Figure 2. The exploration of therapeutic DMD proteins.

(Source: 10.1016/j.ymthe.2017.02.019)


Duchenne Muscular Dystrophy (DMD) Research Models

The DMD protein has been described previously, and the mRNA structure of DMD is shown in Figure 3A, where ABD represents the coding region of the Actin binding domain. Deletions, duplications, insertions, and various point mutations may occur on this gene. If frameshift mutations or nonsense mutations occur, they will develop DMD; if no frameshift mutations occur, they are more likely to develop BMD with mild symptoms. One can make the protein expression bypass the partially mutated exons via Antisense Oligonucleotide (ASO) (rather lose part of the structure and eliminate the FRAM mutation) or directly load the truncated DMD with the virus for treatment.

Figure 3B shows various models related to DMD mutations, including MDX mice which were developed in the 1980s. There were examples of mice using the 23 C mutation, but the symptoms of the mice did not meet expectations, and life expectancy was only 1/4 that of wild type mice. This, people have tried to model many other sites, both on exons and introns, and have achieved certain phenotypes. However, overall, mice were less affected by the DMD mutation than humans.


Figure 3. Gene therapy of DMD and related models of dystrophin.

(Source: 10.1242/dmm.018424)


Cyagen’s Knockout Catalog Mouse Models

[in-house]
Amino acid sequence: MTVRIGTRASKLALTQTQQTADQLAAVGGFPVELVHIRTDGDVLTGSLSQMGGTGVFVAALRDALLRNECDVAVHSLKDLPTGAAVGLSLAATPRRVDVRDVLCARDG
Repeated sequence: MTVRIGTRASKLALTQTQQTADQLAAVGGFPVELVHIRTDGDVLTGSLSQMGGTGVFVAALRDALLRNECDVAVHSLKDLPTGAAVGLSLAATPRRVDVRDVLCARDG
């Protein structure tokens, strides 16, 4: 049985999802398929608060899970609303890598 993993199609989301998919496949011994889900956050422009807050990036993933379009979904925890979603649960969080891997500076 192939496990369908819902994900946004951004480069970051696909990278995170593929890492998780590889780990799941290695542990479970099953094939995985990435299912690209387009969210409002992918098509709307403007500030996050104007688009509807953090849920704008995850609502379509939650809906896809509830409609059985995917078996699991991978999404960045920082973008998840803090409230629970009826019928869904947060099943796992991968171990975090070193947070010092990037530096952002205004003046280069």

Cyagen Knockout Catalog Models has over 16,000 strains of KO and cKO/floxed mouse models, and is still growing. Researchers can quickly find the gene of interest they need knocked out, and obtain a group of live KO/cKO mouse models in as fast as 2 weeks.

Find more related mouse models in our selection of research-ready Cyagen Knockout Catalog Models.

>> Search Your Gene of Interest


Related Resources

With the goal of helping the clinical transformation of gene therapy, Cyagen has been deeply involved in the field of gene therapy research. Below are a selection of our recent gene therapy resources:

>> On-Demand Webinar - The Use of Animal Models in Rare Disease Therapeutic Research

>> What is Gene Therapy? An Introduction to the Research

>> What are the Strategies for Gene Therapy?



1. McGreevy JW, Hakim CH, McIntosh MA, Duan D. Animal models of Duchenne muscular dystrophy: from basic mechanisms to gene therapy. Dis Model Mech. 2015 Mar;8(3):195-213. doi: 10.1242/dmm.018424.

PMID: 25740330; PMCID: PMC4348559.

2. Chamberlain JR, Chamberlain JS. Progress toward Gene Therapy for Duchenne Muscular Dystrophy. Mol Ther. 2017 May 3;25(5):1125-1131. doi: 10.1016/j.ymthe.2017.02.019. Epub 2017 Apr 15.

PMID: 28416280; PMCID: PMC5417844.